Grant to fund Trine research into EVA impacts on astronauts
A $15,000 grant from the Indiana Space Grant Consortium (INSGC) will fund an undergraduate research project at Trine University that seeks to help understand the impact of spacewalks on astronauts.
Trine University biomedical engineering seniors Madison Howard of Pleasant Lake, Michigan, and Ashley Spirrison of Fishers, Indiana, will lead the project, titled “Developing Microfluidic Technology to Model the Vascular Health of Astronauts.” Max Gong, Ph.D., assistant professor in the Bock Department of Biomedical Engineering, will serve as advisor.
The project seeks to help address concerns NASA has regarding the safety of its astronauts while completing missions outside of Earth’s atmosphere, Gong said.
During missions, astronauts execute Extravehicular Activities (EVAs), commonly referred to as spacewalks, to repair and complete quality checks of spacecraft, and for research and exploration purposes. Prior to an EVA, astronauts must be exposed to 100% hyperoxia (a state of excess supply of oxygen in tissues and organs) for approximately five to eight hours, with repeats of the protocol two to three times each week.
This increase in blood oxygenation has been linked to DNA damage to lung tissue, overproduction of nitric oxide, cell damage from lipid peroxidation, and increased pulmonary fibrosis, Gong said.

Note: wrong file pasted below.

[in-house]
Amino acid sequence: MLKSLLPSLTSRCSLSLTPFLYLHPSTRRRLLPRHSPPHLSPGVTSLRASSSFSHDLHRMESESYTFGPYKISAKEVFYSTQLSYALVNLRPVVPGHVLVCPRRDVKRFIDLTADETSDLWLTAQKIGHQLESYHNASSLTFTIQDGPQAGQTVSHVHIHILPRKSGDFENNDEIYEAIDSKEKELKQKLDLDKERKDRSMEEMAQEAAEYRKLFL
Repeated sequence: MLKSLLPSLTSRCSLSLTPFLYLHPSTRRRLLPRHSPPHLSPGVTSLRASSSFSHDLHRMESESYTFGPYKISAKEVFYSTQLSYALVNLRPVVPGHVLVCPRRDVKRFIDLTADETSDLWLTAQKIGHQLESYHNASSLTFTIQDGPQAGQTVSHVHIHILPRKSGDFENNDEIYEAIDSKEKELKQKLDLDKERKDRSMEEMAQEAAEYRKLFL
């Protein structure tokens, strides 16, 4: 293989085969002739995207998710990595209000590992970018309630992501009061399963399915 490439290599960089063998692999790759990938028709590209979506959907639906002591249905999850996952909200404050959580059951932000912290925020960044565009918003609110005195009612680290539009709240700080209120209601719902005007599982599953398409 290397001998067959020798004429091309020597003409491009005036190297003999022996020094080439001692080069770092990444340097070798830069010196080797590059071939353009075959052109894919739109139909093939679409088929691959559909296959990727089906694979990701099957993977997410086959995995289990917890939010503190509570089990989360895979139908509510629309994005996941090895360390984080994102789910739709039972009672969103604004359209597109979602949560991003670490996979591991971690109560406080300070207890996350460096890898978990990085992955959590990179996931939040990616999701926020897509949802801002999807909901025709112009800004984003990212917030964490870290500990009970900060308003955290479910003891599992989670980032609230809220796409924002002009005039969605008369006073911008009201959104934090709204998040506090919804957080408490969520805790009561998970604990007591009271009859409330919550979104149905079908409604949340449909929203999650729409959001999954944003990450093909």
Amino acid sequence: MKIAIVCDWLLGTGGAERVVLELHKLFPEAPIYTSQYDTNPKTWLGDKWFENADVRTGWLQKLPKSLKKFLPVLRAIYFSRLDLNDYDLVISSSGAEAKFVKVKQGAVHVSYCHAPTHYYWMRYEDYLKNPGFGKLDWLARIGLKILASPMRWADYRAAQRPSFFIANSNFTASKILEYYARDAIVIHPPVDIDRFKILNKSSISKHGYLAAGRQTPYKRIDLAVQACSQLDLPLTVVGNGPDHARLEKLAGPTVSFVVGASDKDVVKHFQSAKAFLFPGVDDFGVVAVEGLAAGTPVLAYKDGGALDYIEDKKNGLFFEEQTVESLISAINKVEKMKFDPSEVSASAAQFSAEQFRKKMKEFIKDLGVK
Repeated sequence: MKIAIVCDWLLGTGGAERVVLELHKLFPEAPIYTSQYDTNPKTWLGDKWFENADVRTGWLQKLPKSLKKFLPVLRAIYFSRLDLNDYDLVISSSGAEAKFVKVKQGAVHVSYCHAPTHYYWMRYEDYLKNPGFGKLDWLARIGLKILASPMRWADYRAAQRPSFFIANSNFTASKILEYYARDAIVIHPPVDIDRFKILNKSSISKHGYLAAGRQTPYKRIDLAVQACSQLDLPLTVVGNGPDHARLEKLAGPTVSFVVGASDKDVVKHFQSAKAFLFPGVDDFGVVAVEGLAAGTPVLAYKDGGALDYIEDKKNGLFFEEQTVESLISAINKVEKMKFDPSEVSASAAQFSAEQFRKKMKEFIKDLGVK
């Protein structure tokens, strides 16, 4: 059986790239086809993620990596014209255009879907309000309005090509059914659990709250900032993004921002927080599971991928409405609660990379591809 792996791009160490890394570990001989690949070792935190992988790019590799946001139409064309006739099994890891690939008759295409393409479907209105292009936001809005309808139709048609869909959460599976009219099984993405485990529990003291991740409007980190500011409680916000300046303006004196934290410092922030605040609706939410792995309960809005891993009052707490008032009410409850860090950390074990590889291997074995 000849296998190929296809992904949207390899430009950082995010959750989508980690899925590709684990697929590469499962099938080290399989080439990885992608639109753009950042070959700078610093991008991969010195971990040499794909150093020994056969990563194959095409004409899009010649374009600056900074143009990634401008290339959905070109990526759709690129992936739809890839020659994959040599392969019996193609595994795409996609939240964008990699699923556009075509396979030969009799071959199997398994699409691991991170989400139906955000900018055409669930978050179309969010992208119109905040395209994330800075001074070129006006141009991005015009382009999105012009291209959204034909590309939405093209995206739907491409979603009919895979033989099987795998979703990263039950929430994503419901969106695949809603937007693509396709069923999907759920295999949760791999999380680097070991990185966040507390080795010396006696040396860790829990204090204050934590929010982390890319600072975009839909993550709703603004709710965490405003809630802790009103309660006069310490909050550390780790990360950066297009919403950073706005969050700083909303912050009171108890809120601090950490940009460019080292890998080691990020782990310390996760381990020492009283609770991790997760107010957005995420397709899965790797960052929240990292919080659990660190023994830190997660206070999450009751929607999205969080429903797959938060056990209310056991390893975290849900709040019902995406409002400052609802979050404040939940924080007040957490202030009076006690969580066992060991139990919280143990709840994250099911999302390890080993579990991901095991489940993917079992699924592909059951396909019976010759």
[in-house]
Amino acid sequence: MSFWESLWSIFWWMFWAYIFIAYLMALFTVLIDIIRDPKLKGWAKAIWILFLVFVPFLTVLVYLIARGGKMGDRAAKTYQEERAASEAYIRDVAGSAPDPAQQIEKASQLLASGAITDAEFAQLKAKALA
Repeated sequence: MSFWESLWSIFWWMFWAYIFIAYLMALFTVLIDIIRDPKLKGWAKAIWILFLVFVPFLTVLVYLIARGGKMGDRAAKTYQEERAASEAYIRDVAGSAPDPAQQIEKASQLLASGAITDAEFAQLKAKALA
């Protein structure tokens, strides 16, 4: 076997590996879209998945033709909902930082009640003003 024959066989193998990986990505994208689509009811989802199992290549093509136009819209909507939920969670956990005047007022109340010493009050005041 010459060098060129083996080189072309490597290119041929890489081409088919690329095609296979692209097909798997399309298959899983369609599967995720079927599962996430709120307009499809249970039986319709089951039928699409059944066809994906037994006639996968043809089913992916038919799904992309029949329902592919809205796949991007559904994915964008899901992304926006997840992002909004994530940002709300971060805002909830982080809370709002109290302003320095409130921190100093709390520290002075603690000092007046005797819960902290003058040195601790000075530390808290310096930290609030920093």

Hyperoxia also causes blood vessels to narrow and abnormalities in the architecture of organs, limiting blood flow or fluid transfer through organs.
The Trine students will develop microfluidic vasculature-on-a-chip models, engineered models that mimic living tissues, of blood and lymphatic vessels to investigate the relationship between hyperoxia and its negative health effects. Such models have been used to better understand vascular health in diseases, such as atherosclerosis, Gong said, and can be applied to studying and improving the health of astronauts.
The Indiana Space Grant Consortium was created in 1991 under NASA’s National Space Grant College and Fellowship Program. The Space Grant national network includes organizations working to expand opportunities for Americans to learn about and participate in NASA’s aeronautics and space projects by supporting and enhancing science and engineering education, research and public outreach efforts.
Photo: Trine University biomedical engineering majors Ashley Spirrison, left, and Madison Howard, right, will lead a research project that seeks to help the impact of spacewalks on astronauts. The project received a $15,000 grant from the Indiana Space Grant Consortium (INSGC). Max Gong, Ph.D., center, assistant professor in the Bock Department of Biomedical Engineering, will serve as advisor.